There's still no real answer about what happened to Sandra Bland in the Texas jail cell where she was found dead by asphyxiation on July 13. But with video released last week by Texas authorities, the public does have a fuller picture of the traffic stop (for failing to signal a lane change) that escalated and led to her arrest.
Bland's death exposed just some of the structural inequities faced by black women in the United States. In the conversation about Bland's arrest that emerged in recent weeks, other women have shared their own stories of violent abuse by the state. The African American Policy Forum released an updated version of its May 2015 report on police brutality against black women after news of Bland's death made headlines.
"Although black women are routinely killed, raped and beaten by the police, their experiences are rarely foregrounded in popular understandings of police brutality," report co-author Kimberlé Crenshaw, director of Columbia Law School's Center for Intersectionality and Social Policy Studies, wrote on the group's website. "Yet, inclusion of black women's experiences in social movements, media narratives and policy demands around policing and police brutality is critical to effectively combating racialized state violence for black communities and other communities of color."
With that in mind, here are some of the underreported structural barriers facing black women and girls.
Black women and/or girls:
* Made up more than 53% of all women stopped by the New York City police in 2013, reports the African American Policy Forum's Center for Intersectionality and Social Policy Studies at Columbia University Law School's groundbreaking report, "Say Her Name." Meanwhile, black residents as a whole make up 27% of the city's total population, according to the 2010 census.
* Face an outsized dual threat of sexual and police violence, according to a report by U.S. Department of Justice's Task Force on 21st Century Policing. More than 8% of reported police misconduct is for sexual assault, according to the CATO Institute.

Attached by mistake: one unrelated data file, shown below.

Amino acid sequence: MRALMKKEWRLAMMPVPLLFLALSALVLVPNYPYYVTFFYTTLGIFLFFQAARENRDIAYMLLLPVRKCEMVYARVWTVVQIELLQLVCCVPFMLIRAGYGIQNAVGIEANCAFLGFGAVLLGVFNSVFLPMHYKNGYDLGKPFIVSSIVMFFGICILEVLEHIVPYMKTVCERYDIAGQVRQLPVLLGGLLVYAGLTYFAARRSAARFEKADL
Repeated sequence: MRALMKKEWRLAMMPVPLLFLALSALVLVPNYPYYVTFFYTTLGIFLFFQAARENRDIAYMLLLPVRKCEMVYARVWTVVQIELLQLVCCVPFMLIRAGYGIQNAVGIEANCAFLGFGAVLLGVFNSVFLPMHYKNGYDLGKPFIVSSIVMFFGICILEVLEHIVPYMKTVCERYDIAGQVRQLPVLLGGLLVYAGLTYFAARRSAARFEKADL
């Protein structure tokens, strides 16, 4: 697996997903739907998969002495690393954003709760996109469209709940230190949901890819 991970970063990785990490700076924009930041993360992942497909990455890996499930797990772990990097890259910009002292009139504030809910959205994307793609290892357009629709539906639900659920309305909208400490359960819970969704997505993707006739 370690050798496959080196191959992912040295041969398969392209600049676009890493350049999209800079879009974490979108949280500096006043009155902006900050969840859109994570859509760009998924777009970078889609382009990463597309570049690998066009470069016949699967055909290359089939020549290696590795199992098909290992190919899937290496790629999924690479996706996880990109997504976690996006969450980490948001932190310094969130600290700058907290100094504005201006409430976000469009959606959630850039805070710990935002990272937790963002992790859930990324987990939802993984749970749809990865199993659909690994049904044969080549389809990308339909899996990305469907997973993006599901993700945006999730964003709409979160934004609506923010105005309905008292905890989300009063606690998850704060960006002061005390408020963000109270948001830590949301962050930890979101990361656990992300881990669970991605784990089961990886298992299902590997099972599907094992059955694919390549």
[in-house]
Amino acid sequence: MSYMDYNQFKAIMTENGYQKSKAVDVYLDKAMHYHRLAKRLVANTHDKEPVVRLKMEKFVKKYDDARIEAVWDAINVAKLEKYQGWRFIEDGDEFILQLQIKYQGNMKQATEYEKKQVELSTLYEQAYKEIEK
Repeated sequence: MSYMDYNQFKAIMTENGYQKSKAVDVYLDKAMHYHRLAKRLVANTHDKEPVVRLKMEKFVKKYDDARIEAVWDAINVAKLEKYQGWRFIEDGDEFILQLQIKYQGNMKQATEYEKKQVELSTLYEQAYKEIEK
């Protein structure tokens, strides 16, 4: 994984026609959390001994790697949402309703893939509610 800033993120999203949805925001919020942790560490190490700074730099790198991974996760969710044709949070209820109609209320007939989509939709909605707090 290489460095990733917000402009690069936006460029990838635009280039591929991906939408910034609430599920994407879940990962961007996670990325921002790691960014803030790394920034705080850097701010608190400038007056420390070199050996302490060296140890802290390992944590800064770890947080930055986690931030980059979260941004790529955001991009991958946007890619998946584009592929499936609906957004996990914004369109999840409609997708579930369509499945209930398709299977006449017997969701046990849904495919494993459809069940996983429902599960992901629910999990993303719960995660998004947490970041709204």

* Are criminalized early in school. For example, in New York City, black girls made up 28% of the student body population during the 2011-2012 school year, but were 90% of all girls expelled that year from the city's schools, according to the "Black Girls Matter" report by the African American Policy Forum. Similarly, black girls made up 35% of Boston's public school population that same year, but accounted for 63% of all girls expelled.
* Only earn, on average, 64% of what white men earn for the same sort of work, according to analysis by the National Partnership for Women & Families; women overall, earn roughly 78% of what white men earn.
* Were the fastest growing segment of the juvenile population in youth detention centers between 1985 and 1997, according to AAPF.
* Made up 36% of all girls in residential youth detention facilities as of 2010.
* Experience eviction at quite high rates, according to a policy brief from the MacArthur Foundation. Take Milwaukee, for instance: Black women there represented 9.6% of that city's population, but 30% of evictions.
* Are more likely to die of breast cancer than any other racial group, according to the Centers for Disease Control and Prevention. The reasons are complex, but include the fact that black women experience delays in diagnosis and treatment.
* Are the only group whose unemployment rate remained stagnant at 10.6%, while the overall rate for workers in the United States dropped from 7.2% to 6.1% between August 2013 and August 2014, according to a National Women's Law Center report on jobs data.
* Have increased high school graduation rates by 63% in the past 50 years, according to the National Coalition on Black Civic Participation, which would mean in the country's popular imagination that they're on track to build up more wealth. But in 2010, single black women's median wealth was just $100 compared to single white women's wealth, which was $41, 500.